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Feb 18th
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Home Credit Bureau India Moody’s downgraded debt ratings of 28 Spanish banks

Moody’s downgraded debt ratings of 28 Spanish banks

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There is no respite coming for Spanish government as Moody’s rating has downgraded long term debt rating of 28 Spanish banks  by one to four notches, pointing to the reduced credit-worthiness of Spain and expectations that the banks' exposure to commercial real estate will likely cause higher losses. The announcement from Moody’s came on the same day that Spain’s government formally asked for help from its European neighbors in cleaning up its stricken banking sector. 
The Spanish economy, the fourth largest of the 17 countries that use the euro currency, is suffering from the aftershocks of a real estate bust that has devastated families as well as banks. Unemployment is nearly 25 percent.
Spanish banks have already set aside about €100 billion ($125 billion) to cover property-related losses since 2008. They also need to add more than €80 billion to meet new and stricter provisioning and capital requirements.
The downgrades reflect Moody's view that the ability of the Spanish government to provide support to Spanish banks has declined. The ratings firm also noted that many banks don't have sufficient earnings and capital to withstand potential stresses.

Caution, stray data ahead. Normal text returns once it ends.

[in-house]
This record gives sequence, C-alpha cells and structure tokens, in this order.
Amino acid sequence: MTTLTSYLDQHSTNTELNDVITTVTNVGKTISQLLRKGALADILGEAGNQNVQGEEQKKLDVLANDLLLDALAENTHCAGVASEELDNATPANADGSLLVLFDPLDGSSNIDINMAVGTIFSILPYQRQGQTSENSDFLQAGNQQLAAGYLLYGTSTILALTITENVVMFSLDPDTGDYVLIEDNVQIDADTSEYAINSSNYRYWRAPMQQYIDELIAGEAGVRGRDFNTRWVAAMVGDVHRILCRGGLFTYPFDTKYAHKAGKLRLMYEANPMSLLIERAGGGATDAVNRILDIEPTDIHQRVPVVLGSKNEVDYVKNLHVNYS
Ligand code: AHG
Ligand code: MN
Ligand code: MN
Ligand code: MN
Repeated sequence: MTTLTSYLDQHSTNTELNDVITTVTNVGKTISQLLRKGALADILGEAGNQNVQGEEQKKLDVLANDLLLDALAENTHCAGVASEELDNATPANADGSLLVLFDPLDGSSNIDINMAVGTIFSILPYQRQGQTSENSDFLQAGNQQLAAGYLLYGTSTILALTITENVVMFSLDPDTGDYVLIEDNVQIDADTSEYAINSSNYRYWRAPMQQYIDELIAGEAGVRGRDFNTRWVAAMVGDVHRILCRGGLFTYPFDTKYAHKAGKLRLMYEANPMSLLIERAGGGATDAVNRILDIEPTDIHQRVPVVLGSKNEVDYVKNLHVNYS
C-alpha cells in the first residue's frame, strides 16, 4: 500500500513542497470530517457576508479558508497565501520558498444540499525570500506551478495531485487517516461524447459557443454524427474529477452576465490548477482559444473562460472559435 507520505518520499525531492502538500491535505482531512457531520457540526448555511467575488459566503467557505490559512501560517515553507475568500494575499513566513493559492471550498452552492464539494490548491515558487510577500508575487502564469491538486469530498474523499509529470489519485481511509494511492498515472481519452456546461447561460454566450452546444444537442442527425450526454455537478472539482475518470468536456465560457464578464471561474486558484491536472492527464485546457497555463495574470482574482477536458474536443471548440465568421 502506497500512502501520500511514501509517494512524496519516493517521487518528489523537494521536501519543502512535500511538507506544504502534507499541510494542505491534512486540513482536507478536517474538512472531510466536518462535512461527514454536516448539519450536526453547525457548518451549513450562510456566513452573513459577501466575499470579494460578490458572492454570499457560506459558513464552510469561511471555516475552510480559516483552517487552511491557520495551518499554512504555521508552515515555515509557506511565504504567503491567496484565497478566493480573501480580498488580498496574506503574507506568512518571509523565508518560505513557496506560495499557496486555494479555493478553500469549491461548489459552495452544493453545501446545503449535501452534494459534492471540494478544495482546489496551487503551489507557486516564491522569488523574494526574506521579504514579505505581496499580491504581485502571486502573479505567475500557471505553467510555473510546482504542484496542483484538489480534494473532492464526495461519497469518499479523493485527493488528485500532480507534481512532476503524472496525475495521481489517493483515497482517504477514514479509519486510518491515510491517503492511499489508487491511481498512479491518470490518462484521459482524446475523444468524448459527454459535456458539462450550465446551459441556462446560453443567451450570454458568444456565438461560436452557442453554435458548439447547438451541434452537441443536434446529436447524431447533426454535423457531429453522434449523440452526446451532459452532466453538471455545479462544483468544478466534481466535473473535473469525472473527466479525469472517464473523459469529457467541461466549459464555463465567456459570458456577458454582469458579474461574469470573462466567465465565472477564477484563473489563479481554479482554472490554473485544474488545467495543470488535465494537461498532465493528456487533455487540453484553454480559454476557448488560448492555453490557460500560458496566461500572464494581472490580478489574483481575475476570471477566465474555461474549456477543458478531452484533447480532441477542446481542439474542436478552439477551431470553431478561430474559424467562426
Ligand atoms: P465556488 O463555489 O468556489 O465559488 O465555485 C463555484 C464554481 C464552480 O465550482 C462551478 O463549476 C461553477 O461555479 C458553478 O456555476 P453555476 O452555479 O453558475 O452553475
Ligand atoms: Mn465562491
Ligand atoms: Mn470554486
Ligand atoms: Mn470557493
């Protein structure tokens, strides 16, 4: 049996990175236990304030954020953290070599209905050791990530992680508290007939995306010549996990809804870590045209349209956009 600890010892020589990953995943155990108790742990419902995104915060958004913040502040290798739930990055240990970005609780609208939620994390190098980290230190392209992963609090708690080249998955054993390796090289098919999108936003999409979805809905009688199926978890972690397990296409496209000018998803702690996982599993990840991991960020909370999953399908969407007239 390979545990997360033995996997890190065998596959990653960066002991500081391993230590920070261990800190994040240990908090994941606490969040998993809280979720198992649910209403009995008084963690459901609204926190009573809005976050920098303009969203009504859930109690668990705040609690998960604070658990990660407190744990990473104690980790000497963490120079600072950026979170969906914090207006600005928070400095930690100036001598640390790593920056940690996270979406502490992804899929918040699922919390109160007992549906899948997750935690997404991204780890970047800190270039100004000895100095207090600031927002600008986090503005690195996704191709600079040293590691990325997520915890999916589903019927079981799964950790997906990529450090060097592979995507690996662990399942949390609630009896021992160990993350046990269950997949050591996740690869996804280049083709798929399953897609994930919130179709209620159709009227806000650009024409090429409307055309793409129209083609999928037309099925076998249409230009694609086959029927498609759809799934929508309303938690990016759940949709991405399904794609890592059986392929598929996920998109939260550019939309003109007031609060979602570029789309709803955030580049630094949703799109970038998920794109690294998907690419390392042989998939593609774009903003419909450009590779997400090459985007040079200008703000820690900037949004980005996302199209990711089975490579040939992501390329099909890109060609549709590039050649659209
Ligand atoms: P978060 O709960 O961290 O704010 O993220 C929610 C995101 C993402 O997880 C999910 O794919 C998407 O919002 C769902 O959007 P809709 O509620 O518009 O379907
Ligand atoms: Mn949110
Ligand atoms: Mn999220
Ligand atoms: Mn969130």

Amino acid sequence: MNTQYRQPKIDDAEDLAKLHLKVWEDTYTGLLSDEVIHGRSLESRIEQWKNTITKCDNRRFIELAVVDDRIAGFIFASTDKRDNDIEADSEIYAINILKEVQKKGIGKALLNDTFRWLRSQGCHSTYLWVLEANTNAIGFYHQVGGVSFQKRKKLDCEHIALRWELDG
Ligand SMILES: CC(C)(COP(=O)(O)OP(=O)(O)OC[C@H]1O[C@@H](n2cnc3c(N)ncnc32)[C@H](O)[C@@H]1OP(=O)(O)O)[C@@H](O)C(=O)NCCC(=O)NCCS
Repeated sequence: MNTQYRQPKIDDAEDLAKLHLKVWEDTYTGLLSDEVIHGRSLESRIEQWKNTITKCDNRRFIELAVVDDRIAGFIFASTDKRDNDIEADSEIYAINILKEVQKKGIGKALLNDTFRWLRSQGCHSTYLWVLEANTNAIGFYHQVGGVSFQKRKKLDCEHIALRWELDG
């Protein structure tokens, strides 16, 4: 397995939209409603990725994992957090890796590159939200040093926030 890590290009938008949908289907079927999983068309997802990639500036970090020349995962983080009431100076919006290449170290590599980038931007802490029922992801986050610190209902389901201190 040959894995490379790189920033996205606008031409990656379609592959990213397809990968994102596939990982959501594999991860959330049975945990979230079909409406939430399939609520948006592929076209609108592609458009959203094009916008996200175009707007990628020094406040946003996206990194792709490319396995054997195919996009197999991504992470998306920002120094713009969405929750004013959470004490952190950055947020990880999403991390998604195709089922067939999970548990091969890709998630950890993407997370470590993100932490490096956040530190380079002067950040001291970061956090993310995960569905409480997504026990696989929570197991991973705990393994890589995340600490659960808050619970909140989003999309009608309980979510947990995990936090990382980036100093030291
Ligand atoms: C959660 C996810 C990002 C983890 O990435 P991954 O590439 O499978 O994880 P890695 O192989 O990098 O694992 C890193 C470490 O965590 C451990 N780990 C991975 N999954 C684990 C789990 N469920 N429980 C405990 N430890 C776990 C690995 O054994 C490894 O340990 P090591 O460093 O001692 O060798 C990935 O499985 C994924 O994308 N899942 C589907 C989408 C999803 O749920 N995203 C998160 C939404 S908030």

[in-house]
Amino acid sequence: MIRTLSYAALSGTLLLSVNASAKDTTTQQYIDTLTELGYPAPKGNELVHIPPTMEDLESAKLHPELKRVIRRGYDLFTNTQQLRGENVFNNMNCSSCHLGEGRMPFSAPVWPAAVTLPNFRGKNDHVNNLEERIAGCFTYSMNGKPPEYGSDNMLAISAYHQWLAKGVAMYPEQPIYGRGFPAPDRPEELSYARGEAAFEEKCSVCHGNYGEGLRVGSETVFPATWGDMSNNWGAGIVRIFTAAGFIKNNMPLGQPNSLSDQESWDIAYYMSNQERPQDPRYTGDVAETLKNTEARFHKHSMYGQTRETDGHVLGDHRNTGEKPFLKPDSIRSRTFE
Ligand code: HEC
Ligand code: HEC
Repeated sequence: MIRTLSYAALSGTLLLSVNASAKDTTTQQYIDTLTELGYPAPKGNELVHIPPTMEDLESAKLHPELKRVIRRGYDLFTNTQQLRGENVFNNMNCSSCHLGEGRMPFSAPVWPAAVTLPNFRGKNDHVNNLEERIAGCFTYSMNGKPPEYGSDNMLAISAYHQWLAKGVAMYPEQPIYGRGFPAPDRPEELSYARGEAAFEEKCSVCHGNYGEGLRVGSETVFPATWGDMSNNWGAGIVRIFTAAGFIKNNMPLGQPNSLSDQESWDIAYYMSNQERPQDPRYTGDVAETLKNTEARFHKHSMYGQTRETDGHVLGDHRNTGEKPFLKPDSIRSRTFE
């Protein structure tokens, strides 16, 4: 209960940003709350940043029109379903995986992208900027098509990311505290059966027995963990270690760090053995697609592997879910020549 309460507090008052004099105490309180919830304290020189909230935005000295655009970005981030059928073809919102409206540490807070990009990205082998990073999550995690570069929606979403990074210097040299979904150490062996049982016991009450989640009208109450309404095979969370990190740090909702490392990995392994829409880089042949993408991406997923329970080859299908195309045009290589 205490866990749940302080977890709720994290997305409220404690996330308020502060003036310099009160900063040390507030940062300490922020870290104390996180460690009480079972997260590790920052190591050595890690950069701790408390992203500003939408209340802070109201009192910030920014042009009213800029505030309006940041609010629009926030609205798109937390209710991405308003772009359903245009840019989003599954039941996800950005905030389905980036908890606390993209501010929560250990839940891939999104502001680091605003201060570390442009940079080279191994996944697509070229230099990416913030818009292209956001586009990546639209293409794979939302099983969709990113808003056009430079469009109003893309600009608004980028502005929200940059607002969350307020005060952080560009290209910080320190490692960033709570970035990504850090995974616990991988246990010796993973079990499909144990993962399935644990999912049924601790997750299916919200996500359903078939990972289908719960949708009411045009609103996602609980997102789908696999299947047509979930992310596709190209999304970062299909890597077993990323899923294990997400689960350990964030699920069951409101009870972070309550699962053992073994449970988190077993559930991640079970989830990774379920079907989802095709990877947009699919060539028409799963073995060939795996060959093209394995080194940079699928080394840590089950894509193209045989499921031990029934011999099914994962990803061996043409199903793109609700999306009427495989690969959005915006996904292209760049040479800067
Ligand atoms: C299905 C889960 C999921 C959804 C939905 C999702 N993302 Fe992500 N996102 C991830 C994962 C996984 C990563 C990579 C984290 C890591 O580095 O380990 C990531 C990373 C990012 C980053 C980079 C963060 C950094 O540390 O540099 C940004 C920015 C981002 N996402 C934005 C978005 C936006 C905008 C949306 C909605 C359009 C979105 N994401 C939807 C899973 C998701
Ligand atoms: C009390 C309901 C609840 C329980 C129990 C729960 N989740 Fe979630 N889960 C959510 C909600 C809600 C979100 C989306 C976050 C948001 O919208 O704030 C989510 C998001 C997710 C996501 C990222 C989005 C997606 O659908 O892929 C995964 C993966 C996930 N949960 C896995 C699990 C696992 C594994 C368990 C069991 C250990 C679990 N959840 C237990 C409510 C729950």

Moody’s, however, said in a statement that the agency was encouraged by the broad measures being introduced by Spain to support its banks.
The downgrades have come at a time of great uncertainty in the global economy. Europe’s 17-nation currency union is under threat, the US economy is slowing and the economies of India, Brazil and China are not looking good.
EU leaders are meeting Thursday and Friday in Brussels, Belgium, for another summit aimed at reining in Europe’s debt crisis. Debt-wracked Greece is looking to renegotiate some of the budget-cutting measures it has agreed to in exchange for continued support from international lenders. 

Spanish government officials haven’t said how much they will seek from the loan package offered by the EU June 9. Two international audits last week found that as much as $77 billion could be needed. Spain wants the loans to go directly to the banks so that the government wouldn’t be responsible for repayment. That idea has met with resistance, however.
The size and interest rates of the loans likely will be discussed at the EU summit this week.



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